As consumers continue to seek more healthful menu options in their dining-out experience, foodservice operators are increasingly turning to turkey as a flavorful alternative for other proteins.

Menu makers are discovering just how versatile turkey can be as they introduce innovative new foodservice preparations across all dayparts, menu categories and industry segments. At the same time, the rising cost of beef is making turkey even more attractive to operators who are closely monitoring their food costs during these intensely competitive times

“Expect to see more turkey introduced on menus as the cost of beef increases,” says Darren Tristano, executive vice president of Technomic, Inc., Chicago. “I think we will see [turkey] consumption rise across the board ... with [the addition of] tacos, burgers and other more traditional items. Turkey is leaner, healthier and less expensive.”

A 3-ounce serving of boneless, skinless turkey breast contains 26 grams of protein, 1 gram of fat and 0 grams of saturated fat, according to the National Turkey Federation. That represents 8 percent more protein than the same-size serving of boneless, skinless chicken breast or trimmed top loin beefsteak, NTF says.

Julia Gallo-Torres, foodservice analyst for Chicago-based Mintel, points out that many consumers no longer associate turkey only with seasonal events. “It's more on their radar [when they dine out],” she says. “They're asking for it as an alternative to other meats.”

Meanwhile, chefs and operators are working to accommodate consumer demand by offering turkey in a variety of menu applications. According to the Mintel research, the Top 10 flavor indicators associated with menuing turkey last year were smoked, slow-smoked, seasoned, barbecue, spicy, mesquite smoked, lightly seasoned, hickory smoked and savory.

However, menu makers also are looking for newer ways to bring turkey to the table. According to Technomic's Menu Monitor, the incidence of turkey burgers appearing on menus increased 48.4 percent between the fourth quarter of 2013 and the same period in 2012. A number of quick-service brands, in fact, have introduced turkey burgers in an effort to corral more health-conscious patrons. Miami-based Burger King led the way among the Big Three quick-service burger chains last spring when it debuted its turkey burger as a limited-time offer. The 530-calorie sandwich featured a charbroiled turkey patty, lettuce, tomato, red onion and mayonnaise.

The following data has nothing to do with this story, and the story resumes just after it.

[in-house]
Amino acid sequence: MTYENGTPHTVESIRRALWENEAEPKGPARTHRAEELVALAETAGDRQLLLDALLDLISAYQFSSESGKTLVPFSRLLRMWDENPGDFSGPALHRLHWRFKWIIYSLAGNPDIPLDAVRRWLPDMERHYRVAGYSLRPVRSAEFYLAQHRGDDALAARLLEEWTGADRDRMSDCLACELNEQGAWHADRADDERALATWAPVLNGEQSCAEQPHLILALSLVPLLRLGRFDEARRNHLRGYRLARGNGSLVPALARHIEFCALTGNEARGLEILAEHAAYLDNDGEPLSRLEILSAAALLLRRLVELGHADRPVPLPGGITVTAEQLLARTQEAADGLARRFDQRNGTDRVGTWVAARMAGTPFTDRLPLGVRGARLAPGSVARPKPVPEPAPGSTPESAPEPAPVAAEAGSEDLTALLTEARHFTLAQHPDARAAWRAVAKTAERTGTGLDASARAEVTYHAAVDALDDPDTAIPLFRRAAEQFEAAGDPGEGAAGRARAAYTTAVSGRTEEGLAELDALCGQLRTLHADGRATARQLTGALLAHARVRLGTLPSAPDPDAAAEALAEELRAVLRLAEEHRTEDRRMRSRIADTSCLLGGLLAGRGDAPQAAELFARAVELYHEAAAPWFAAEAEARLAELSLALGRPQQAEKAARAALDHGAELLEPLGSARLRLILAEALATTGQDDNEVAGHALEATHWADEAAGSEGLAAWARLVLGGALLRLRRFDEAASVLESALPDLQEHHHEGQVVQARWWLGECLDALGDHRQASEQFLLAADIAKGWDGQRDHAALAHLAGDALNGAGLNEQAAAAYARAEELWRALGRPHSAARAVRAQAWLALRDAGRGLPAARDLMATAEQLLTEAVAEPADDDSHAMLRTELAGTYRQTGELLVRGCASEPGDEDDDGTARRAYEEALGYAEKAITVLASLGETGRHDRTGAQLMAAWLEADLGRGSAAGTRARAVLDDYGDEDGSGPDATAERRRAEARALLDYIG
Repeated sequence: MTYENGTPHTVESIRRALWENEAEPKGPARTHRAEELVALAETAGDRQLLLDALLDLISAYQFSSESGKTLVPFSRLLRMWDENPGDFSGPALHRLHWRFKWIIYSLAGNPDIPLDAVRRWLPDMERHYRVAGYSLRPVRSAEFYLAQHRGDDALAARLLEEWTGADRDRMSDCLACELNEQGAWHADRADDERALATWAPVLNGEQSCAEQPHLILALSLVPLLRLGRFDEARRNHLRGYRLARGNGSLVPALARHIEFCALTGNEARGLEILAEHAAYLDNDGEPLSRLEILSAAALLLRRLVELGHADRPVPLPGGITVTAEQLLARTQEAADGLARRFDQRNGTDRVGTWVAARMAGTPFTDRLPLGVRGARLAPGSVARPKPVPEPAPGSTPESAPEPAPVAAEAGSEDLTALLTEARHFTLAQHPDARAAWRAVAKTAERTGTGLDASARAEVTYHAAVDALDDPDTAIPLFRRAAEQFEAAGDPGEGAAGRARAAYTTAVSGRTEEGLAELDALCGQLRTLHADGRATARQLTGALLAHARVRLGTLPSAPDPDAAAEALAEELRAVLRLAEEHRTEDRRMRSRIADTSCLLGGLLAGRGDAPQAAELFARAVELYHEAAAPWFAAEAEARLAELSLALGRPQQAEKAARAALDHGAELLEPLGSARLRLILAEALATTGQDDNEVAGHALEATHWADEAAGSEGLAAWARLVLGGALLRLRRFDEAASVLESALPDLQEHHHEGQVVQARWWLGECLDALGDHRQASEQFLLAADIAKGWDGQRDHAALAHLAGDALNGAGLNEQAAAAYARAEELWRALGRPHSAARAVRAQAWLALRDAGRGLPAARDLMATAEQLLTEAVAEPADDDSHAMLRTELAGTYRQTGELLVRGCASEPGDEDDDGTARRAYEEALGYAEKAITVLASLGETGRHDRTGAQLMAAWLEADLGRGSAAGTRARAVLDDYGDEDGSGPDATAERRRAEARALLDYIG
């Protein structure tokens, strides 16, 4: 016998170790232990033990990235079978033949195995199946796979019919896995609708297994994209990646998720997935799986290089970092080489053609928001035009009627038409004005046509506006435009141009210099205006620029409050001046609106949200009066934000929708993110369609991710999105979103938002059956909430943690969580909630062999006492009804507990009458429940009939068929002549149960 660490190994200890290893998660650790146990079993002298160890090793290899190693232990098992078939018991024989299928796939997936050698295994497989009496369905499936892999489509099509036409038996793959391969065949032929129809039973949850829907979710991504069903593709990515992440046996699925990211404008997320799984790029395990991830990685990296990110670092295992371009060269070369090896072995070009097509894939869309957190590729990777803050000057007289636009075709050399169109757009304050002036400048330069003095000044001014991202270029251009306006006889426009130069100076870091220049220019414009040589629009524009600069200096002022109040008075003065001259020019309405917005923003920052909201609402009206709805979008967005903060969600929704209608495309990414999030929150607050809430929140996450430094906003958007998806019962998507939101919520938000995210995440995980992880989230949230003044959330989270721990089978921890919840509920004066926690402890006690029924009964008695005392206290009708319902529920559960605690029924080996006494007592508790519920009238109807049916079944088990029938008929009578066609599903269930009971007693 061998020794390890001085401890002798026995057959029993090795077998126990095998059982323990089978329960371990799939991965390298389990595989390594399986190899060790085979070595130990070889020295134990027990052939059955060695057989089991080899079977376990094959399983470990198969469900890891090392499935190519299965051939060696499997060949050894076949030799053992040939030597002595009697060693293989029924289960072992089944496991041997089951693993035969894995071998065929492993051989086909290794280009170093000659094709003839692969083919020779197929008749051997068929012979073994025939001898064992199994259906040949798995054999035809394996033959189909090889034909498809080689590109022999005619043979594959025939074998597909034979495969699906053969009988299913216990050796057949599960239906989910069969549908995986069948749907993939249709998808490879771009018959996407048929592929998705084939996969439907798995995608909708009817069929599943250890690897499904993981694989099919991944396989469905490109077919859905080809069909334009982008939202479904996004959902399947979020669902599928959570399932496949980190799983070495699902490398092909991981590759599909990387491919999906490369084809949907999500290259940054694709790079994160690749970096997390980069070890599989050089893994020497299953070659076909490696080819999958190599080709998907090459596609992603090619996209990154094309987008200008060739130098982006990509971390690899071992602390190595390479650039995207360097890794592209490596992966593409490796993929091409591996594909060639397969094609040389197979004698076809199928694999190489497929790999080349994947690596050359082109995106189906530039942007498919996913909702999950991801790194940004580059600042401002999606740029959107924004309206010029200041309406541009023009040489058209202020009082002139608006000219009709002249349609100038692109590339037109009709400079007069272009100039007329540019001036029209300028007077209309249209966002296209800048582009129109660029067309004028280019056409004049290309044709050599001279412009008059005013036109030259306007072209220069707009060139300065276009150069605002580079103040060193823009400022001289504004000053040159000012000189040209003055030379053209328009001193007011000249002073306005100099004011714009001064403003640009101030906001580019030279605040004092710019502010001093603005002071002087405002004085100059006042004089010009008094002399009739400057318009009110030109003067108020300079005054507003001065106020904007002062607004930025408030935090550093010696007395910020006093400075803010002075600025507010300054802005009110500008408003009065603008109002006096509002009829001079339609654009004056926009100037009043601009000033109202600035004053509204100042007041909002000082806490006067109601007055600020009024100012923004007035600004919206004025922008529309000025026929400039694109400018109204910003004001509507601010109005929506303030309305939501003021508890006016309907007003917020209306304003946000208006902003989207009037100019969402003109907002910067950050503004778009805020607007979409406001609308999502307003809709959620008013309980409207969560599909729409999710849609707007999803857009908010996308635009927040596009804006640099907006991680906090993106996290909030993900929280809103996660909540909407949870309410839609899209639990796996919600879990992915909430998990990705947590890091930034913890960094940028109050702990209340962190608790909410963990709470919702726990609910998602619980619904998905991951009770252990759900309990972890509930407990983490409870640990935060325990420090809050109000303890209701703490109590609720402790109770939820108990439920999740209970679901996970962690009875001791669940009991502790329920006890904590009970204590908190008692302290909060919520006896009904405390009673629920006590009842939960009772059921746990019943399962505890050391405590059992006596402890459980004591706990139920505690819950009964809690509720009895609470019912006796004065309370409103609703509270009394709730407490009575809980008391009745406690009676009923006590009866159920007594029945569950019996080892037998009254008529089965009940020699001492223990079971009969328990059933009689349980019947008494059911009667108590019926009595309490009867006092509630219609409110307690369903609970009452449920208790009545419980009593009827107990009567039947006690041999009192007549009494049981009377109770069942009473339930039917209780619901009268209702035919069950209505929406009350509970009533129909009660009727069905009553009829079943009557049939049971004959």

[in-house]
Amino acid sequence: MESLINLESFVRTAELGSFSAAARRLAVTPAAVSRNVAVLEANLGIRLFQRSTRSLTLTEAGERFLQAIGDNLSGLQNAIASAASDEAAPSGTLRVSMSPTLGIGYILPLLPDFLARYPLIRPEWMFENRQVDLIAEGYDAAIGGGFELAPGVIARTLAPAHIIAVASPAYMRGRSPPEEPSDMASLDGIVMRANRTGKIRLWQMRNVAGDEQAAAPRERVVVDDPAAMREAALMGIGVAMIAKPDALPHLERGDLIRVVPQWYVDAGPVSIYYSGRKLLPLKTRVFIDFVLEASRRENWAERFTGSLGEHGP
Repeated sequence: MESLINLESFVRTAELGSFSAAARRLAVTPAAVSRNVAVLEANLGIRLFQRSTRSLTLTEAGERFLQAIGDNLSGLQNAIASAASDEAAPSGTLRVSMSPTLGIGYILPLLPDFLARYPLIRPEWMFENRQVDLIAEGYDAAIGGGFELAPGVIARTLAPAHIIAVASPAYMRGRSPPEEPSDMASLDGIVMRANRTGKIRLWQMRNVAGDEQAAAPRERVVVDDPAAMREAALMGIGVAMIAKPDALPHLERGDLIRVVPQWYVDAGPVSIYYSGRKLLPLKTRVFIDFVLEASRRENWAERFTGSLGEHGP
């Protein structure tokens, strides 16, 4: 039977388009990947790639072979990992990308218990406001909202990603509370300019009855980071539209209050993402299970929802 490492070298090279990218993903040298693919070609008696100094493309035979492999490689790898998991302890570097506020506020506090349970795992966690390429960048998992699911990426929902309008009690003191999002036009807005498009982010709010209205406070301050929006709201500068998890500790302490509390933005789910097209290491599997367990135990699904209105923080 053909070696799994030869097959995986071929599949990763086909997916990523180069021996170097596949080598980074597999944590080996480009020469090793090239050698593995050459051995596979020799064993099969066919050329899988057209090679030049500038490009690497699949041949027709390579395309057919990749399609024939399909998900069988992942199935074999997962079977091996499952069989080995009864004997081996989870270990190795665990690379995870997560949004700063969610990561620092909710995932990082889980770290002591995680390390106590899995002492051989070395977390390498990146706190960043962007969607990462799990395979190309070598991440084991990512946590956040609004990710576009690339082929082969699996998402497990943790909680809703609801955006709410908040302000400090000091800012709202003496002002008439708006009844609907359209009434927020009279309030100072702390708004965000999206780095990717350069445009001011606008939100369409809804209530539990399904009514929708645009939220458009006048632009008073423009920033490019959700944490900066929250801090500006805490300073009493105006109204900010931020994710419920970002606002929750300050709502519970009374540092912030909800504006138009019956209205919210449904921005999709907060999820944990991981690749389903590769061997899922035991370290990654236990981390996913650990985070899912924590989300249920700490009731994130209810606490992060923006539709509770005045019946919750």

But Burger King was not the first major quick-service chain to enter the turkey burger arena. In 2011, Carpinteria, Calif.-based CKE Restaurants' Carl's Jr. and Hardee's chains rolled out turkey burgers that included teriyaki, guacamole and jalapeño variations.

Meanwhile, savvy operators are finding that burgers are not the only vehicle available to showcase turkey's menu versatility.

Del Taco, a Mexican quick-service chain based in Irvine, Calif., rang in the New Year by introducing Turkey Tacos, a new permanent menu item, at its 547 locations. Each Turkey Taco contains 150 calories and 33 percent less fat than Del Taco's beef tacos. Del Taco also offers turkey in its CrunchTada tostada items. “We’re proud to accommodate the growing number of guests who prefer turkey as a protein option but still want great flavor,” says John Cappasola, executive vice president and chief brand officer,.

Operators also are discovering that turkey and turkey products can be natural additions to a restaurant's breakfast menu. According to Technomic's Menu Monitor, the menu incidence for turkey bacon and turkey sausage rose 5.6 percent and 30 percent, respectively, when comparing the fourth quarter of 2013 to the same period in 2012.

Fast-casual brands such as Einstein Bros Bagel have broken new ground in the breakfast daypart by emphasizing turkey and turkey products on the menu. Currently, the Lakewood, Colo.-based chain features a Southwest Turkey Sausage breakfast sandwich under its Smart Choices section, which promises the item contains fewer than 350 calories and 15 grams of fat. In addition to the turkey sausage, the sandwich includes egg whites, plain cream cheese, and pepper jack cheese with tomatillo salsa on a plain bagel thin single.

Quick-service chains are getting into the breakfast act, too. Dunkin’ Donuts in Canton, Mass., broadened its DDSMART menu when it debuted its Sliced Turkey Breakfast Sandwich. The 310-calorie sandwich is prepared with three slices of turkey, an egg and a slice of reduced-fat Cheddar cheese, served on multigrain flatbread. It also can be served as a Wake-Up Wrap on a warm tortilla, for 160 calories.

Family-dining operator Denny's also is finding new ways to menu turkey products.  The Spartanburg, S.C.-based chain is offering a Fit Fare Breakfast Sandwich Plate, which includes two strips of turkey bacon, pepper jack cheese, spinach, tomato and an egg cooked to order, served on a toasted English muffin with a side of yogurt and seasonal fruit.

In the meantime, ongoing trends indicate that turkey is expected to play even more of an important role in menu development. “People are taking a more holistic approach to health, and turkey presents an opportunity to reach them,” Gallo-Torres says. “I think we will be seeing a lot of turkey on menus.”